80 percent of Yemenis need humanitarian assistance: UN
The United Nations aid chief says 80 percent of Yemenis need some form of humanitarian assistance as Saudi Arabia keeps bombing its impoverished neighbor.
UN Under-Secretary-General and Emergency Relief Coordinator Stephen O’Brien told the Security Council on Monday that some 21.2 million Yemeni people needed some form of humanitarian aid.
The UN official added that more than two million people, including 370,000 children, were suffering from malnutrition across the war-torn country.
The confirmation of 61 cases of cholera and 1,700 more suspected cases by health sources could now complicate matters, O’Brien warned.
The UN humanitarian chief stressed that if the warring parties in Yemen do not reach a peace deal soon, the country could collapse with alarming consequences for the entire region.
UN envoy seeks peace in coming weeks
The UN special envoy for Yemen Ismail Ould Cheikh Ahmed said on Monday that he would immediately return to the region to try to clinch a peace agreement in the coming weeks.
The envoy also said that his roadmap “should allow a comprehensive settlement in the coming weeks if the parties engage in good faith.”
The Mauritanian diplomat has presented a roadmap for the formation of a national unity government in Yemen which will oversee a transition leading to elections.
The resigned president of Yemen, Abd Rabbuh Mansur who is a close Riyadh ally, has already rejected the UN peace proposal, saying it rewards the country’s Houthi Ansarullah movement.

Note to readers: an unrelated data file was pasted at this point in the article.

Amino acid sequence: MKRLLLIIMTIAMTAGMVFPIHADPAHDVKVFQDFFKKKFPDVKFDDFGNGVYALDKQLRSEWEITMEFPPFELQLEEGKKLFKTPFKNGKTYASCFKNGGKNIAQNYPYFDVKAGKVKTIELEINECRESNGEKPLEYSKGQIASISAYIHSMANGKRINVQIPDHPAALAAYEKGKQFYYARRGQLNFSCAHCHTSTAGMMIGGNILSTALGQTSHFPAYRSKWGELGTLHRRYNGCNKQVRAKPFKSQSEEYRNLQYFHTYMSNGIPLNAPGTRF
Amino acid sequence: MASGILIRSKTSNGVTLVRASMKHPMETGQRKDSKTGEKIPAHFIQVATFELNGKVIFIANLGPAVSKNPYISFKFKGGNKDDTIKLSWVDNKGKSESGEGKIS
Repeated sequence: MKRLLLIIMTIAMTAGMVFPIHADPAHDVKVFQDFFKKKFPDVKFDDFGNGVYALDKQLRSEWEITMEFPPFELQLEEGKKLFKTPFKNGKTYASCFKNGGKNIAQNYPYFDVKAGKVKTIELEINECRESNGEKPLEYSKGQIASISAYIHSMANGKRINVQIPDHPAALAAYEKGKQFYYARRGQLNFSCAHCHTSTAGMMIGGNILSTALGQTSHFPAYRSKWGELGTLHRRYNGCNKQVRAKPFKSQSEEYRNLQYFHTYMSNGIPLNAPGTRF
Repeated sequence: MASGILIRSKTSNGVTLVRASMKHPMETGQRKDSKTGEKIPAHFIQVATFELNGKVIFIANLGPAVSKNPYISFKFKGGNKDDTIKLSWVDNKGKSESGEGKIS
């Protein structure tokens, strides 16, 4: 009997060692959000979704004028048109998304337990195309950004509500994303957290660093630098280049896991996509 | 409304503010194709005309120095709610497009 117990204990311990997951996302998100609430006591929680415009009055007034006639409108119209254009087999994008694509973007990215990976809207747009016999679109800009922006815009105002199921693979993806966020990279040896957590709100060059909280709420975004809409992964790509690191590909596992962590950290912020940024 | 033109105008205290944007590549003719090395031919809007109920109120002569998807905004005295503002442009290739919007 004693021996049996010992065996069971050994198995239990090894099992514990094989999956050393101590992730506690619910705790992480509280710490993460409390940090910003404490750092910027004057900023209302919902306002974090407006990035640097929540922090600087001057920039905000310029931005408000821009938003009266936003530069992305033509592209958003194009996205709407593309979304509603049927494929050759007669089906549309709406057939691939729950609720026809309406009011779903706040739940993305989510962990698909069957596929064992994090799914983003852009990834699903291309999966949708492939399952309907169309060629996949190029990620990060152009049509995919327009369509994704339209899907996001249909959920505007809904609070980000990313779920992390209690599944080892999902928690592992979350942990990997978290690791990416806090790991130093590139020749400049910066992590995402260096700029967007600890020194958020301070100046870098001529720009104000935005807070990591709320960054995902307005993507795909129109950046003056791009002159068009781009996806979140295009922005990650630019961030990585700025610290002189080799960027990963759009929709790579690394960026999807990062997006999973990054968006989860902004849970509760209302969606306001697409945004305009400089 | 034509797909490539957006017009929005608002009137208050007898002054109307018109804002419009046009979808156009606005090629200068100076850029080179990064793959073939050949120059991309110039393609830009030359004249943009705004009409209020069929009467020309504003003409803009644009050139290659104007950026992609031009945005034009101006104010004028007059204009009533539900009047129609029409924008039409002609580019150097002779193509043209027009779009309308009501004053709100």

The movement controls large swathes of Yemen, including the capital Sana’a.
Meanwhile, the Houthis have said that the plan had “fundamental flaws” but could be a “basis for discussion.”
Details of the roadmap, which include security and political arrangements, have not been made public, but according to informed sources, the proposed peace roadmap gives the Houthis a share of the future government.
The plan also shrinks the president’s powers in exchange for the Houthis’ withdrawal from several major cities, including the capital, and the handover of their heavy weapons to a third party.
The president must also transfer power to the vice president, who in return appoints a new premier to form a new government, in which the Houthi-controlled north and the pro-Hadi south would have equal representation.
One of the poorest countries in the Arab world, Yemen slid deeper into chaos when Riyadh launched its military aggression in March 2015.
International alarm has been growing over airstrikes that have hit civilian targets, including a community hall in the capital of Sana’a where over 140 people were killed this month while attending a funeral.
The Saudi war was launched in an unsuccessful attempt to reinstate Hadi and undermine the Ansarullah movement.
The war has killed over 10,000 people, amid countless reports suggesting the deliberate and indiscriminate targeting of civilian infrastructure by Saudi forces and mercenaries.